A prominent civil liberties group has called for a ‘clear roadmap’ on restoring people’s rights after parliament voted to extend emergency coronavirus powers for another six months.
MPs voted overwhelmingly yesterday to extend the temporary provisions of the Coronavirus Act.
Prior to yesterday’s vote, Liberty had been campaigning to repeal the act and urged MPs to replace it with legislation drafted by the civil liberties group in consultation with several charities and campaign groups.
Eight MPs signed Labour MP Dawn Butler’s Coronavirus (No 2) Bill, based on Liberty’s Protect Everyone Bill, which was introduced in parliament earlier this week. The Liberal Democrats tabled an amendment to replace the act in its entirety with Liberty's bill.
After the vote, Gracie Bradley, interim director at Liberty, said: ‘To get through the pandemic, we need to pull together and demand a response that protects us all. We need initiatives prioritising support and resources so we can all follow public health advice. It’s long past time the government set out a clear plan for restoring our liberties, and protecting the most marginalised.
'We’ve shown that it’s possible to create a rights-respecting pandemic response, and a strategy that protects everyone. By renewing the Coronavirus Act, politicians know that more of the most marginalised people will be left behind, and everyone’s freedoms will remain at risk. It is concerning that ministers have clung to the draconian powers gained in an emergency, particularly while they try to push through further laws that restrict our fundamental rights.’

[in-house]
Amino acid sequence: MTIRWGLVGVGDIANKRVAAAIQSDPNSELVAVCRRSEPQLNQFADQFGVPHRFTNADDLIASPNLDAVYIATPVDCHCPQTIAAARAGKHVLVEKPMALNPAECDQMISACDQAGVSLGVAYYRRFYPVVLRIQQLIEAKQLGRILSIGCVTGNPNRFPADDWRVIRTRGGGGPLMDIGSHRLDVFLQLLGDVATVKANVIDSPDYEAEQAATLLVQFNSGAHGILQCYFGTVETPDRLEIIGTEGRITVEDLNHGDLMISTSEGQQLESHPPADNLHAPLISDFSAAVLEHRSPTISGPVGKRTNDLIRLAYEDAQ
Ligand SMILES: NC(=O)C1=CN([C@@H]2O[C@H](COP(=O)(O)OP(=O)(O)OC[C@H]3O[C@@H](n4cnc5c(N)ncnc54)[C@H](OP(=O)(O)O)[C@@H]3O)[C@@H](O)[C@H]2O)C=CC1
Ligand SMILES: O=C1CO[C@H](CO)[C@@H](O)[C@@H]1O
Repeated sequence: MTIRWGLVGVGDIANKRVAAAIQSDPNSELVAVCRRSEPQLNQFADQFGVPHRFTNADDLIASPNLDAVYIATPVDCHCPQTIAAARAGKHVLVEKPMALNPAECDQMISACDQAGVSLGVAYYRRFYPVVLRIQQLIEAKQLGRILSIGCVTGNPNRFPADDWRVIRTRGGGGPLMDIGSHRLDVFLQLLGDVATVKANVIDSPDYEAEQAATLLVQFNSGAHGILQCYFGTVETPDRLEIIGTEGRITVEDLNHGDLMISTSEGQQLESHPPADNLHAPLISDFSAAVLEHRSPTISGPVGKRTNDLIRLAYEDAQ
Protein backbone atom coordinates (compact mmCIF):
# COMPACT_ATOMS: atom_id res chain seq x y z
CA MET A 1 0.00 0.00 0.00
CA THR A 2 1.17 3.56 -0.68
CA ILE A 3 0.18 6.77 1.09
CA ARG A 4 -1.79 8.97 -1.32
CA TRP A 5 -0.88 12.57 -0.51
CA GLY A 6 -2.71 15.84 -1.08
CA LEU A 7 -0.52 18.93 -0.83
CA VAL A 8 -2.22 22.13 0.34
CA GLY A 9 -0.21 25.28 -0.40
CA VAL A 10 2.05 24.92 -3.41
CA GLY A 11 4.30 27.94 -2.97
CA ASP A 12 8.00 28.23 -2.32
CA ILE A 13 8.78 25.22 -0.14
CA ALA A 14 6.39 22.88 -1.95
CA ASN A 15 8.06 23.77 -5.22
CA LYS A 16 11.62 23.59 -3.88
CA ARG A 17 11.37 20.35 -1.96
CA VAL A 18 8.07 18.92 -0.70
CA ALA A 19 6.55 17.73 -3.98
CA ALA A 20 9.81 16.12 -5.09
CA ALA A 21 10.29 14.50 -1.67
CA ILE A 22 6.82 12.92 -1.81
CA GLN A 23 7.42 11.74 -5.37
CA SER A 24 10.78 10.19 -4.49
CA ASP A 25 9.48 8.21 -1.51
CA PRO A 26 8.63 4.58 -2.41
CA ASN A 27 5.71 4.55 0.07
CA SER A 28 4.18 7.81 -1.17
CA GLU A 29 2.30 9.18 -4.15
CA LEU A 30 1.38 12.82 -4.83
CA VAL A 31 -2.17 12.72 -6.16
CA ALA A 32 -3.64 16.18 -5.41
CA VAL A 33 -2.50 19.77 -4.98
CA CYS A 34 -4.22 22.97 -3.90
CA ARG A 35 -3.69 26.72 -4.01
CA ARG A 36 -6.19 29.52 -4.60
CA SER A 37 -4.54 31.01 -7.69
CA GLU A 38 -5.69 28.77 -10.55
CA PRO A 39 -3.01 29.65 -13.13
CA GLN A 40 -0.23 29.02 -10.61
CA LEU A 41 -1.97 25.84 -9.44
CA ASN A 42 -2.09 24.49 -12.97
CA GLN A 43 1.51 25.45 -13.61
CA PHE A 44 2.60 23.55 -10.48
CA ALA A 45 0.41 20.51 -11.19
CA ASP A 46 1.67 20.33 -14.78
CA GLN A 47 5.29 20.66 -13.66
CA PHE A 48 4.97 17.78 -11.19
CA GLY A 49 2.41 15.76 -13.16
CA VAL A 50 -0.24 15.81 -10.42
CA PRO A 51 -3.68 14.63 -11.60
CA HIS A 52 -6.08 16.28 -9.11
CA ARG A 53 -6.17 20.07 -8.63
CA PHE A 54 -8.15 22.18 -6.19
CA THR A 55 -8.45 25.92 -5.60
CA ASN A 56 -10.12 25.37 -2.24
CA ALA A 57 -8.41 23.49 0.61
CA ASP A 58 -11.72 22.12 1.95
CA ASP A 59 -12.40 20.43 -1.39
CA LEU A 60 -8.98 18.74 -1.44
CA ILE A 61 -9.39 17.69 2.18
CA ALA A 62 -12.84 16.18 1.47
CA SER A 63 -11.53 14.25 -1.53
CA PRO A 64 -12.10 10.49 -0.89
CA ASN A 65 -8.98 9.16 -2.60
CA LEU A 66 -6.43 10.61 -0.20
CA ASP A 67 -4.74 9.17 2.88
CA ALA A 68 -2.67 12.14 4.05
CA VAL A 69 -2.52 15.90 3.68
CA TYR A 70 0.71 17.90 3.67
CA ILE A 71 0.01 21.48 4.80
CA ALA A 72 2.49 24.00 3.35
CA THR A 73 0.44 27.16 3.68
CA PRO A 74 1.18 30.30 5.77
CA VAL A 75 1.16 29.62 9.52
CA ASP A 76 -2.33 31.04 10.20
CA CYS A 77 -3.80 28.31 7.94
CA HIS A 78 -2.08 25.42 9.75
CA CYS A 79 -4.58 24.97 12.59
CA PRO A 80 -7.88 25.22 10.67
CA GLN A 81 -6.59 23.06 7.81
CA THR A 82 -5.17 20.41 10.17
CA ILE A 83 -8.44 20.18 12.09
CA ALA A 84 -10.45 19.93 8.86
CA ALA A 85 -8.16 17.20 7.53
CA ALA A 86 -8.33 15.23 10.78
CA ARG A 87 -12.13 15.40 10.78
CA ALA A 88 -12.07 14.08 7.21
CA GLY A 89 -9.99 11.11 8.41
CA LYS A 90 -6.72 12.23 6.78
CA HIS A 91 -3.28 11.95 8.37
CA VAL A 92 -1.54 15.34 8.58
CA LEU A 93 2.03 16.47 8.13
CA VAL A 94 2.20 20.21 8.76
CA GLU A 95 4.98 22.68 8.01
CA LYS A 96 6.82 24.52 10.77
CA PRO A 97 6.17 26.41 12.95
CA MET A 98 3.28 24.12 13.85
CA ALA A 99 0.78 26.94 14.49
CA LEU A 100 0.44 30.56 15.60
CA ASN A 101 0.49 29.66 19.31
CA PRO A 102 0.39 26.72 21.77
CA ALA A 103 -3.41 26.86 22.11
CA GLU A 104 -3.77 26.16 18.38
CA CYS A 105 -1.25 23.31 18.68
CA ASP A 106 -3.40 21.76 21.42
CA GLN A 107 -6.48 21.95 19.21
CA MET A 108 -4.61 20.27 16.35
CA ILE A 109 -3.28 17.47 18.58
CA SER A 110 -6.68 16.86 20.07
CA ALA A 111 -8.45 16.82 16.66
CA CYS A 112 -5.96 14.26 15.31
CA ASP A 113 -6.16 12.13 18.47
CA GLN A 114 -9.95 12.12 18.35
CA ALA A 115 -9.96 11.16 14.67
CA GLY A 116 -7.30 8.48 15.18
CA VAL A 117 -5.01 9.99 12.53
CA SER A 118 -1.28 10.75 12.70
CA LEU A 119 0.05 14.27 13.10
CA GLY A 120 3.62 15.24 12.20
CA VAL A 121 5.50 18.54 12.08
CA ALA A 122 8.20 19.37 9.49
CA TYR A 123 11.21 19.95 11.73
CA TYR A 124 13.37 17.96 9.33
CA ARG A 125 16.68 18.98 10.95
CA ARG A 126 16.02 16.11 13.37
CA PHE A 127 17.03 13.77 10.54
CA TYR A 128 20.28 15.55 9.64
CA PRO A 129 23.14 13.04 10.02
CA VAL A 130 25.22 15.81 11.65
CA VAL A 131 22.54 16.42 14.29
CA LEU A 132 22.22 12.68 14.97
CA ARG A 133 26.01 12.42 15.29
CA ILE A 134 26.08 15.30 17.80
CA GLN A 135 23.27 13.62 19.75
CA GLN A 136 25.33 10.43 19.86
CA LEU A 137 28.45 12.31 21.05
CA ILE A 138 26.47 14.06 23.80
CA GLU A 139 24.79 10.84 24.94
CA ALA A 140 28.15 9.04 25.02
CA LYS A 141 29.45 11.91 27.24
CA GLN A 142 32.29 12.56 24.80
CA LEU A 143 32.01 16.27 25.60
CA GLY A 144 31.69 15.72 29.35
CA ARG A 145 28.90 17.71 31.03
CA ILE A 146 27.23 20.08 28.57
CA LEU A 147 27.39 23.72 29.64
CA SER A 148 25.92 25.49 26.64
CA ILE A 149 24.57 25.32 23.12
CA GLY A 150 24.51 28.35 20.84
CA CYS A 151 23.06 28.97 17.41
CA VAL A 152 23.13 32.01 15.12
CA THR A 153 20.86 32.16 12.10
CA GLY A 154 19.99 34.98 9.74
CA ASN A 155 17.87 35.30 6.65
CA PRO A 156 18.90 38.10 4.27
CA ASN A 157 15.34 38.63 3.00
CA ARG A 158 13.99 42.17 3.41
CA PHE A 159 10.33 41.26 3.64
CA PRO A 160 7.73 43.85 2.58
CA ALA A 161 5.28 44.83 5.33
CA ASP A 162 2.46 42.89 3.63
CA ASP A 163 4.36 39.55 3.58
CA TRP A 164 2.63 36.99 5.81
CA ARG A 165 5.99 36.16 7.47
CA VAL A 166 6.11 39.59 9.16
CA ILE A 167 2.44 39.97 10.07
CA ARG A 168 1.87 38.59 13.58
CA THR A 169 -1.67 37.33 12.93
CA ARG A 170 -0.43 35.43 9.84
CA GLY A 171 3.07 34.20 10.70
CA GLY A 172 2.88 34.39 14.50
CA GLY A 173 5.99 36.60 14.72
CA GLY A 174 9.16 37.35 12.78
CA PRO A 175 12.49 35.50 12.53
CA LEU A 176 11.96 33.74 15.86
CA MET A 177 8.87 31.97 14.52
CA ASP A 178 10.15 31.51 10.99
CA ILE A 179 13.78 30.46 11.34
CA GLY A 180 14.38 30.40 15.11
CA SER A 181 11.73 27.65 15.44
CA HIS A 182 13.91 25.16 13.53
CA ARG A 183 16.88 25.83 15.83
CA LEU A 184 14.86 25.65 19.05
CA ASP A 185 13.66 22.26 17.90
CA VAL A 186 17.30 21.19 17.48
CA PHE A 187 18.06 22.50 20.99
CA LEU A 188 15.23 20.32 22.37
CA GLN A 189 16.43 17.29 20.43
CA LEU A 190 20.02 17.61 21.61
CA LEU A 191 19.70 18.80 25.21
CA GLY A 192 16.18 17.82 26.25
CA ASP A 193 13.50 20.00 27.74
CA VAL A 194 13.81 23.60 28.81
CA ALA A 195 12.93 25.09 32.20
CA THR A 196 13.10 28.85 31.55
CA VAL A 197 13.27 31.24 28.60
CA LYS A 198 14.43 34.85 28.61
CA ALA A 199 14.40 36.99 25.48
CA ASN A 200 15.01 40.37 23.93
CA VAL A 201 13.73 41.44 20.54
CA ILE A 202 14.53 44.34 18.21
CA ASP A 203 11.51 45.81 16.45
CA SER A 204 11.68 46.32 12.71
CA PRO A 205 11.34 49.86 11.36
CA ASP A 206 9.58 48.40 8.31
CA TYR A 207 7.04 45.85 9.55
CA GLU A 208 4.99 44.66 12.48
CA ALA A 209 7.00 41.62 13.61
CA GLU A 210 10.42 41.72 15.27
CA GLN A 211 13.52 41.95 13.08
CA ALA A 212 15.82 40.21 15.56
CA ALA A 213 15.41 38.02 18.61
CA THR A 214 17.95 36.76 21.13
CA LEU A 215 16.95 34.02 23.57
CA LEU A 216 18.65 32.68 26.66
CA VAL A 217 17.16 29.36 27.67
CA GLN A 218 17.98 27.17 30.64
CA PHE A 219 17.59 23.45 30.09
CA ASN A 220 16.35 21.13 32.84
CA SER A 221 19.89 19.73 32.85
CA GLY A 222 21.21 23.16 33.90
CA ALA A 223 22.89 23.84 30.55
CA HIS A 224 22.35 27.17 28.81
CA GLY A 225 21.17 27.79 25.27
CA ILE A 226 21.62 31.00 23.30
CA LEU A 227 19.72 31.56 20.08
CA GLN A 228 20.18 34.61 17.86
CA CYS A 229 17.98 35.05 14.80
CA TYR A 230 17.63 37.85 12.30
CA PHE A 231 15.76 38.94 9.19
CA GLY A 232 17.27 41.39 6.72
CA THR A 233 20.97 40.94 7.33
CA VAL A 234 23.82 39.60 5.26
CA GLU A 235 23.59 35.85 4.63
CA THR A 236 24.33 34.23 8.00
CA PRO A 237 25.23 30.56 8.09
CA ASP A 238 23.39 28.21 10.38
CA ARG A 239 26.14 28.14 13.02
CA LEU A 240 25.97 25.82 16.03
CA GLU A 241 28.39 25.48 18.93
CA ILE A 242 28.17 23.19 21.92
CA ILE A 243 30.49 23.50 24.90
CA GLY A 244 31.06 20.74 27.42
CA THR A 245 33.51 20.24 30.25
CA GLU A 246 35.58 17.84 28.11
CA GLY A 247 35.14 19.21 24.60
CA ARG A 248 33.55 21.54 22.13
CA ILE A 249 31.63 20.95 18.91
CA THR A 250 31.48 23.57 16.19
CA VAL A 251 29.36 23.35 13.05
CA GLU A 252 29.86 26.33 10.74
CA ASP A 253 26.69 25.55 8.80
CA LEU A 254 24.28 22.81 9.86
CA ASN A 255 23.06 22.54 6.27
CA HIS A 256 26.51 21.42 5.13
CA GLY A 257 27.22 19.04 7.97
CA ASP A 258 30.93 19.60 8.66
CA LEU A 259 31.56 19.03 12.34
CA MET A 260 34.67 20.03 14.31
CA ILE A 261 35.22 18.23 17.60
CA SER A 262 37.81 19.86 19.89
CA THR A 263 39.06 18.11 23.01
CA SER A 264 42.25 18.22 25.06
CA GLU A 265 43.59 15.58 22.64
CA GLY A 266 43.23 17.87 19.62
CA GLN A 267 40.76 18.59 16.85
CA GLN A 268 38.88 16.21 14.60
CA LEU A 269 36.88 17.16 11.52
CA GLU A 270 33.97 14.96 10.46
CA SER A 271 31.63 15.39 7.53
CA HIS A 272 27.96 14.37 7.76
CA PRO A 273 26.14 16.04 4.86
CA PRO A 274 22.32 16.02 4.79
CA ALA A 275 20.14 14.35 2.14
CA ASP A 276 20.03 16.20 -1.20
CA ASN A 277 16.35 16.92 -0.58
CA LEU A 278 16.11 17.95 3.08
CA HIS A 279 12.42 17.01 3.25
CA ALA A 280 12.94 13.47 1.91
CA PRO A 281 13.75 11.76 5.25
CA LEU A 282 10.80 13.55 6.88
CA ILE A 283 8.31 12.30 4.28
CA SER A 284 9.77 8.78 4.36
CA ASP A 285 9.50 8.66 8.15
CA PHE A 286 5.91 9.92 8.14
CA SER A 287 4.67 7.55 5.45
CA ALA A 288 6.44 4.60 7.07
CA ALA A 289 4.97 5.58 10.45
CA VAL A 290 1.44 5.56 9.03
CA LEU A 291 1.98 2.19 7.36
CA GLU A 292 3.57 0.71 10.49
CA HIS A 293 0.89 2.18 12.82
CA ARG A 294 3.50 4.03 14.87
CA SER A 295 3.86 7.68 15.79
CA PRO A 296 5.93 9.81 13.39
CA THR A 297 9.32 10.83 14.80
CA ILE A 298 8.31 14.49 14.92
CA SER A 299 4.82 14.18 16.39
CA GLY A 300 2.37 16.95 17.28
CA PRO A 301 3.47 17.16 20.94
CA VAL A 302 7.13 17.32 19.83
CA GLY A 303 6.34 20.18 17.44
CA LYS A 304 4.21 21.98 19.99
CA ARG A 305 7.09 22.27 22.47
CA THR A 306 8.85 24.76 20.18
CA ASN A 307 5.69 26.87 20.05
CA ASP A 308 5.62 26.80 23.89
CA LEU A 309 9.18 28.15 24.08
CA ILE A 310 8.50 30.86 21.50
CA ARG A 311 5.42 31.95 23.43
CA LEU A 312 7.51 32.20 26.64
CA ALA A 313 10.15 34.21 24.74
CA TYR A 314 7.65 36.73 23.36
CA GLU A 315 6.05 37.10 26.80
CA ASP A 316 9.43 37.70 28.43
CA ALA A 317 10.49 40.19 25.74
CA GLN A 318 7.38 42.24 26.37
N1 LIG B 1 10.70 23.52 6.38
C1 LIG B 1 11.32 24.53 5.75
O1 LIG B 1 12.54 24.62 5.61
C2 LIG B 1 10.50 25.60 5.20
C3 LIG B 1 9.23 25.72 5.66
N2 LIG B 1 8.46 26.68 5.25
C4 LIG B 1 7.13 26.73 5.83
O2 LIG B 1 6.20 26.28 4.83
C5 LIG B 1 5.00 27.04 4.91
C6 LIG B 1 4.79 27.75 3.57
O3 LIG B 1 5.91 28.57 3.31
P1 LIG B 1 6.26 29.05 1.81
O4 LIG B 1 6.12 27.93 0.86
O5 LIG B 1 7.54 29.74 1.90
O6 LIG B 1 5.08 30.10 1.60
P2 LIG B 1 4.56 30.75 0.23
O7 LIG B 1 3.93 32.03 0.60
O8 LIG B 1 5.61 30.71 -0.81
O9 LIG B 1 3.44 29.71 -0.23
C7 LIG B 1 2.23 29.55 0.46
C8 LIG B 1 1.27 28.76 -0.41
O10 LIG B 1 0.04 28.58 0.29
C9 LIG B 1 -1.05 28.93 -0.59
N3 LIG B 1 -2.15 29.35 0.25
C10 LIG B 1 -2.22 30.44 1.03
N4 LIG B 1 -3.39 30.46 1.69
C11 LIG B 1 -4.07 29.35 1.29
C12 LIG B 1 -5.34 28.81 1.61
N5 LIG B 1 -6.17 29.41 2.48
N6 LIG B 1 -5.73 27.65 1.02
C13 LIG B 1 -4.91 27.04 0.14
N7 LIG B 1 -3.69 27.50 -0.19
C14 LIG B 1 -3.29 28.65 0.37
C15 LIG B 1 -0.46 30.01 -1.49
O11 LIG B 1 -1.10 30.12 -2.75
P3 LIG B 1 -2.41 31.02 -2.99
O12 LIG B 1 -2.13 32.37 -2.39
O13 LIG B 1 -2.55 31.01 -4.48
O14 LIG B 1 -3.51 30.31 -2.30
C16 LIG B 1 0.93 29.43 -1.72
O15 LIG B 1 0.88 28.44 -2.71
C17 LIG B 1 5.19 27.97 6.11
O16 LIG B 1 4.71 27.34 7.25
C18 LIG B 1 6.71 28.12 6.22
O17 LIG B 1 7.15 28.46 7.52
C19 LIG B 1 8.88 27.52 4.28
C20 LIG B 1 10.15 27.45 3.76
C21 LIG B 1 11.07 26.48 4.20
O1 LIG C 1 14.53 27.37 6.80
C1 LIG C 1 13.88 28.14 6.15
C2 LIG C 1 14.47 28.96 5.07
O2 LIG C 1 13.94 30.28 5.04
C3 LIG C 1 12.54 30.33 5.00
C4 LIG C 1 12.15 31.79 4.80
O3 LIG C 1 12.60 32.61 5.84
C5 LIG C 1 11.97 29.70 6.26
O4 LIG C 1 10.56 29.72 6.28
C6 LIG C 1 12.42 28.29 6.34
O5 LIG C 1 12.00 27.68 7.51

Bradley added: ‘Ministers can still show they are willing to do what is needed to keep us all safe, by adopting the support measures we have put forward, and they must urgently commit to restoring our rights and freedoms as part of the roadmap out of the pandemic.’
Health secretary Matt Hancock told the Commons yesterday that removing temporary provisions in the act altogether would result in losing measures protecting renters from eviction and not being able to run virtual court hearings. He acknowledged concerns about the extent of the powers, but said they would only be retained 'as long as they are necessary'.
Some provisions were removed, such as section 15, which allowed local authorities to ease some social care responsibilities.